Of course, in this crazy culture that makes an idol of our egos, who wants to take stock of her shortcomings, failures, or flaws? When everyone else is going to parties, drinking eggnog, and sneaking a little kiss under the mistletoe, who wants to imagine himself standing alone before God or wondering what such an encounter might reveal?  But you see, to choose to live as a Christian is to choose to live in a radically different way than most people today choose to live.

To choose to live as a Christian is to sign-on to a faith that asserts that sooner or later we will be held accountable for how we have lived our lives—how we’ve lived in relationship with God, with each other, and with all of God’s creation.  Yes, we will be judged with Divine love and with mercy—but we will be judged. So whether it happens when our entire world is completely transformed by that outrageously unlikely moment that Christ walks this earth again, or in the much more mundane inevitability of our own individual deaths— we will be held accountable. Whether God comes to us, or we go to God, God’s loving judgment will purge us of all that separates us from God’s Divine Love. God’s loving and merciful judgment will reveal –and heal– all of our brokenness.

The German martyr Dietrich Bonheoffer wrote that, “We have become so accustomed to the idea of divine love, and of God’s coming at Christmas, that we no longer feel the shiver of fear that God’s coming should arouse in us.”  He said that, “The coming of God is truly not only glad tidings, but first of all frightening news for everyone who has a conscience…

Frightening because when we stand face to face with God’s all powerful Love—our judgment may well be in the painful realization of just how much we have hurt the One who loves us into being and unto death.  Our judgment may well be in suddenly seeing just how much we have disappointed this God of Divine Love, how much we’ve fallen short of God’s dream for us… how miserably we have failed to love God with all of our heart, and all of our mind, and all of our strength, or to have loved our neighbors as ourselves.

It could well be that in the brilliant Light of God’s love we will no longer be able to avoid seeing the truth about ourselves and our lives with absolute clarity: All the things done and left undone, or as the Litany of Penitence says—all of our pride, hypocrisy and impatience; our self-indulgence, dishonesty and envy; our greed, indifference, and idolatry; our abuse of this planet, of our selves and of each other.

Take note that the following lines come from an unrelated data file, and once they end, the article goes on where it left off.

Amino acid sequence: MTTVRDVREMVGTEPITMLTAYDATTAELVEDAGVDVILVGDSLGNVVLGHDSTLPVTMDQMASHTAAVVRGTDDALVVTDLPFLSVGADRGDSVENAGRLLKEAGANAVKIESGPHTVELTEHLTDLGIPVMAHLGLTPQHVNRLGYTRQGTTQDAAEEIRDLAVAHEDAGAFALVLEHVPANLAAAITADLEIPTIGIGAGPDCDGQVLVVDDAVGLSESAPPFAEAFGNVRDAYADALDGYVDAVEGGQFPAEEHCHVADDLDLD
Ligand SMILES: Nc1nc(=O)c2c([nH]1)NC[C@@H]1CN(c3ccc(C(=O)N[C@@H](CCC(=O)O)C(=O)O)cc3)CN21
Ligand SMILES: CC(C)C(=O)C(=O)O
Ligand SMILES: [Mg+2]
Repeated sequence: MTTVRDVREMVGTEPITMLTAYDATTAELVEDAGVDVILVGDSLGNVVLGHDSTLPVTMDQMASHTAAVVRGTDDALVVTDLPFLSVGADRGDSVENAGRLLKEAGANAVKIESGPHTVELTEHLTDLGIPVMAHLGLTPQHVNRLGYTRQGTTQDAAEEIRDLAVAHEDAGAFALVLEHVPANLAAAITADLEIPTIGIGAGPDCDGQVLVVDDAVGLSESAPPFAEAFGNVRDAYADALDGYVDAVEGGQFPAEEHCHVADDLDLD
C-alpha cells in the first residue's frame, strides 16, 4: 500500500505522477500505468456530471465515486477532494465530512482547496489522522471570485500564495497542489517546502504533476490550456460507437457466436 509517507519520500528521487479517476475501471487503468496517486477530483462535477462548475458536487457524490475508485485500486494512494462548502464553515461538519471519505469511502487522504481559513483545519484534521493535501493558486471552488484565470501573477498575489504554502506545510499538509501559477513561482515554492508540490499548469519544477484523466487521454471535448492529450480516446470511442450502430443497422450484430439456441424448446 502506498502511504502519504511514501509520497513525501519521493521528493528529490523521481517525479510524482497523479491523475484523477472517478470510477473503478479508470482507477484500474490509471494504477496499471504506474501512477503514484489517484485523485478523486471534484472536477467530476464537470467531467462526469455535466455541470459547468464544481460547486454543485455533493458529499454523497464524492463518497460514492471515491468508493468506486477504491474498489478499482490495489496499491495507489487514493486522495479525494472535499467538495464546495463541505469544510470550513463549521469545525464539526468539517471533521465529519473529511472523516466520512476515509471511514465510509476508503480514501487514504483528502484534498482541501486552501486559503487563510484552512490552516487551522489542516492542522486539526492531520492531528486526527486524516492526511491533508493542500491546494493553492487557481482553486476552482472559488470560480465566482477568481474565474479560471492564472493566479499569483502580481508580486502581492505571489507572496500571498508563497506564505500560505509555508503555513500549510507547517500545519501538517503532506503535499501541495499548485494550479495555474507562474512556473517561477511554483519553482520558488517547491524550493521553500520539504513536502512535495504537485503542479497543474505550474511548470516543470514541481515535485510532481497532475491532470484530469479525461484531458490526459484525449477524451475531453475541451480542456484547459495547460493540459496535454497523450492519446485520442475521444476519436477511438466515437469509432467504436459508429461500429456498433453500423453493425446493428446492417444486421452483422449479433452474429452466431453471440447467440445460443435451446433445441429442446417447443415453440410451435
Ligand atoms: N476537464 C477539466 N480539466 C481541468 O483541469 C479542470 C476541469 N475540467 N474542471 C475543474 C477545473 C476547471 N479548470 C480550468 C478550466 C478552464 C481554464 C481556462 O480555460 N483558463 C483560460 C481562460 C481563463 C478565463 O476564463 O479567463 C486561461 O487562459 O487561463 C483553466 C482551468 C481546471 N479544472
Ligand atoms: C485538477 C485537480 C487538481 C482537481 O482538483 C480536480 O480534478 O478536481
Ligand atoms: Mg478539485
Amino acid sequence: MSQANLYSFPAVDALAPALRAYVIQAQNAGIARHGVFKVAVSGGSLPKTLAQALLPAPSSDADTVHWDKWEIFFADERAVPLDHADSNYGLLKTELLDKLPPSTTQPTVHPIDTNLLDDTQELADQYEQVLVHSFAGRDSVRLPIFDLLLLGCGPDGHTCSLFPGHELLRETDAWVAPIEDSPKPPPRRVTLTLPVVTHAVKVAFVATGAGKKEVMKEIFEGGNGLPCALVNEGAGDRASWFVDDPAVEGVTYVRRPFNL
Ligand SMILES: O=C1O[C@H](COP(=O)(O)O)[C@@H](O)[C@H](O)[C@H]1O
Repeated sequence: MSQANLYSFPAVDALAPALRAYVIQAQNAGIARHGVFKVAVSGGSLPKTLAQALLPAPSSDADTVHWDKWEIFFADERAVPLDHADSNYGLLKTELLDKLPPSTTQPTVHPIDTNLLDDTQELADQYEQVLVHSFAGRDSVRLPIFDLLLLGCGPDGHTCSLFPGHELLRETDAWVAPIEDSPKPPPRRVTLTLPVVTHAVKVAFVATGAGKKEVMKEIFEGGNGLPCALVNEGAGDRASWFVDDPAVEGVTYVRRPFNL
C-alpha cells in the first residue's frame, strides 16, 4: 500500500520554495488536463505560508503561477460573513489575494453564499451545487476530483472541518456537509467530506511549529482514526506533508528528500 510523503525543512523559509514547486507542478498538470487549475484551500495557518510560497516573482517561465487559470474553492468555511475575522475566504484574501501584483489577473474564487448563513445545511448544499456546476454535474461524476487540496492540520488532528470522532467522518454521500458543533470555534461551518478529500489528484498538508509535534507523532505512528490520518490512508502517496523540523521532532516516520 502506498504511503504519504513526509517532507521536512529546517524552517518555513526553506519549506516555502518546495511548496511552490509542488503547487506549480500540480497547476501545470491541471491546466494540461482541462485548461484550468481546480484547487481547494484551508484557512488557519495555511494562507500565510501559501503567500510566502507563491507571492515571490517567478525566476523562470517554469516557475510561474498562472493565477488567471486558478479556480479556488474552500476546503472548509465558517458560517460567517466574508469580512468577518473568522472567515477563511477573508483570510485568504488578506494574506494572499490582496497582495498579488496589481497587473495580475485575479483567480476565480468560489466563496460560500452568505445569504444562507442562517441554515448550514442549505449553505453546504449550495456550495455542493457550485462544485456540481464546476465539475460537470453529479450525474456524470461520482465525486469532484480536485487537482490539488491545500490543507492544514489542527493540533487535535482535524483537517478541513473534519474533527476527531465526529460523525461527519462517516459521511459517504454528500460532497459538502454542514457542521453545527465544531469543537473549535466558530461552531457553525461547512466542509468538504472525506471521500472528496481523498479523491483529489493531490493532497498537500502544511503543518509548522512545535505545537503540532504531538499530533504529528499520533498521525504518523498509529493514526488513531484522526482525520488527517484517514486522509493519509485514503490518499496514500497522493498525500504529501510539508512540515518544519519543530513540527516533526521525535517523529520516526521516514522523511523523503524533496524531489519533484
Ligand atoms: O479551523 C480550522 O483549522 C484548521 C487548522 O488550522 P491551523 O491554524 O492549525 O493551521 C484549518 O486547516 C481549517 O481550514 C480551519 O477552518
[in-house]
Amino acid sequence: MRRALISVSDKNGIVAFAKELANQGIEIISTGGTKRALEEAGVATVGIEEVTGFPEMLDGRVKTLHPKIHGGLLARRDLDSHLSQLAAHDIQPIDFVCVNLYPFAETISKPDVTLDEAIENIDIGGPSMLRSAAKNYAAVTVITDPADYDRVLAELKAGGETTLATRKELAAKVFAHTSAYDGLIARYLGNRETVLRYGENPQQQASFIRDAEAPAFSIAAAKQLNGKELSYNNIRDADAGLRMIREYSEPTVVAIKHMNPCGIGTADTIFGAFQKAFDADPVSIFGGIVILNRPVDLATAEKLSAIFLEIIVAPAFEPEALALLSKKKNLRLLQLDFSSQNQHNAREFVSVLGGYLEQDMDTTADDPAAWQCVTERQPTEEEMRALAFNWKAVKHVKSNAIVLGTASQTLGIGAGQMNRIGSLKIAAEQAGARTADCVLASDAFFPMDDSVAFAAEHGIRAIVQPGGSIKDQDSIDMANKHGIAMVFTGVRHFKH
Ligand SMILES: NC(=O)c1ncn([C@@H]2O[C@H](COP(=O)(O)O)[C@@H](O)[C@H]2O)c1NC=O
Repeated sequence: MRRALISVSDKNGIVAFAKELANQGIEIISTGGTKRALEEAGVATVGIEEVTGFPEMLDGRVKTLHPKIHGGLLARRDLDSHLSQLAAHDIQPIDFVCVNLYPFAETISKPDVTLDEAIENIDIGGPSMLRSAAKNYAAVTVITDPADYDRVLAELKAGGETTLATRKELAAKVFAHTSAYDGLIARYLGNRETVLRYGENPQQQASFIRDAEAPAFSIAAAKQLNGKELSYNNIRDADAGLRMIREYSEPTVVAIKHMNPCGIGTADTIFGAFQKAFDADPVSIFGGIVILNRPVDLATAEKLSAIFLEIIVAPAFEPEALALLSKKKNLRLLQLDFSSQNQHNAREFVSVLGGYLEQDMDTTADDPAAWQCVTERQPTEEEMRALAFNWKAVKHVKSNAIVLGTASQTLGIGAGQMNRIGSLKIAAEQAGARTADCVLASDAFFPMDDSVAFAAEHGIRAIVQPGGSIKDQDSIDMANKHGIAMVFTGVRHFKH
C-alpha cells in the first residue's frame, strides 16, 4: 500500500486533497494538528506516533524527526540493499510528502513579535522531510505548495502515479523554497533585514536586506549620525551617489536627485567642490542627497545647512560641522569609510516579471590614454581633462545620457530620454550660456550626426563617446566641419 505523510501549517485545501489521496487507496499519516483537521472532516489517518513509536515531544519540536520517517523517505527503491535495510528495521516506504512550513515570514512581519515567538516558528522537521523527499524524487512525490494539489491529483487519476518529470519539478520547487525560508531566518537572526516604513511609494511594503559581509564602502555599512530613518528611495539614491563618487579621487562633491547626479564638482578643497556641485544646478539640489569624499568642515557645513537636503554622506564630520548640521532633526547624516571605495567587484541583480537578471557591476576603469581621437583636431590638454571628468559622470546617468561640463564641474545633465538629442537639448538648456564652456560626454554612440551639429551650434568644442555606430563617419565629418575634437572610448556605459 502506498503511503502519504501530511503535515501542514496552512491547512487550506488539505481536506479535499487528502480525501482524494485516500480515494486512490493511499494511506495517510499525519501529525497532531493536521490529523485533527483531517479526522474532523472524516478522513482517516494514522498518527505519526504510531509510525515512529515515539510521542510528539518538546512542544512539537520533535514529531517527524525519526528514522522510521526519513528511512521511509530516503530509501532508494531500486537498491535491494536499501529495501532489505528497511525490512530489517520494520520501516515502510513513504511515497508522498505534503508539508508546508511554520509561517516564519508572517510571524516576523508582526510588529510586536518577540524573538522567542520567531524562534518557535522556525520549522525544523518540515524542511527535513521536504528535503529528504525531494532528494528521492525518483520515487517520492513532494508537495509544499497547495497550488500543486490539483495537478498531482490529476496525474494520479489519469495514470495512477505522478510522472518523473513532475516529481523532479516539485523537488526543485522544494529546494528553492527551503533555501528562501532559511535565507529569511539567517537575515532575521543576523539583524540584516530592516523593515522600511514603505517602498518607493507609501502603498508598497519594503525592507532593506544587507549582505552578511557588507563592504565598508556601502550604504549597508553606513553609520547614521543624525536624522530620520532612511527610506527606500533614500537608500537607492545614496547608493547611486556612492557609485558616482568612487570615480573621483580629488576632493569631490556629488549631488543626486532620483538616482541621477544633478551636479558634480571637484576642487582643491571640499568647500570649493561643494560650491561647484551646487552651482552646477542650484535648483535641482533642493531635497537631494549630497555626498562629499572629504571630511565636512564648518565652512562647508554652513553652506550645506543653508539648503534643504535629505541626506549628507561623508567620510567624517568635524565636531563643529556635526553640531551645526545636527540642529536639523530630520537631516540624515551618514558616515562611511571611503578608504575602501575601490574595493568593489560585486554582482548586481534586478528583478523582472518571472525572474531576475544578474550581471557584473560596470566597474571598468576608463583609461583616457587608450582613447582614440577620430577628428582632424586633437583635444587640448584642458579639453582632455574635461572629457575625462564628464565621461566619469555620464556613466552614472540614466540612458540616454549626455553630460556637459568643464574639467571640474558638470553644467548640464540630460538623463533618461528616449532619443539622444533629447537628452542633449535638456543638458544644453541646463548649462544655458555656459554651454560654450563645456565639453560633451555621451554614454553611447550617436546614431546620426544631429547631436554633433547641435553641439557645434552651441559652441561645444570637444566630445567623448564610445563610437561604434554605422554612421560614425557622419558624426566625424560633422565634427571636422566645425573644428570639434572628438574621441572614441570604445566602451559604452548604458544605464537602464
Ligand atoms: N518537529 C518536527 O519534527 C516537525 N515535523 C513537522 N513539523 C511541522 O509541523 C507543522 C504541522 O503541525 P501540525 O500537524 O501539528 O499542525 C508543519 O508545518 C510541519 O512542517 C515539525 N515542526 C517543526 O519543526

But when we do—when we face that judgment—we have the assurance that the One we choose to follow will be there to remind us we are already forgiven.  The One we choose to follow will be there to embrace us and restore us.  The One we choose to follow will be there to heal us and to love us into new life.

Wouldn’t that be divine? Wouldn’t it be divine to stand before God already healed of all brokenness, purged of all sin, restored to perfect wholeness, free from all that now binds us, bathed in the Light of God’s perfect Love? Wouldn’t that be…well, wouldn’t that be heaven?

So what are we waiting for?

We have the freedom to wake up and to prepare right now for the inevitable day that none of us can foresee, when we will meet God face to face. We can choose right now to examine our lives, our relationships, our hearts and our souls.  We can choose right now to take stock of all our broken places and seek healing.  We can choose this very day to return with newfound freedom and joy and passion and commitment to living as Jesus calls us to live.

Advent is indeed a time of waiting, but we needn’t wait for the Second Coming to experience God’s forgiveness or to be healed and redeemed by God’s generous love!  Now is the moment to wake from sleep, for none of us knows on what day our Lord is coming.

Cast aside the works of darkness,” St. Paul exhorts us, “and put on the armor of light.
“Cast aside your conscience,” the commercials counter, “and put down your credit card of choice.

I wonder which voice we will listen to this Advent?  Amen.

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1 Comment

Filed under Sermons by Margot

One response to “Radical Advent

  1. Pingback: ADVENT 2: God is coming! Aren’t you scared? | Dr Ken Baker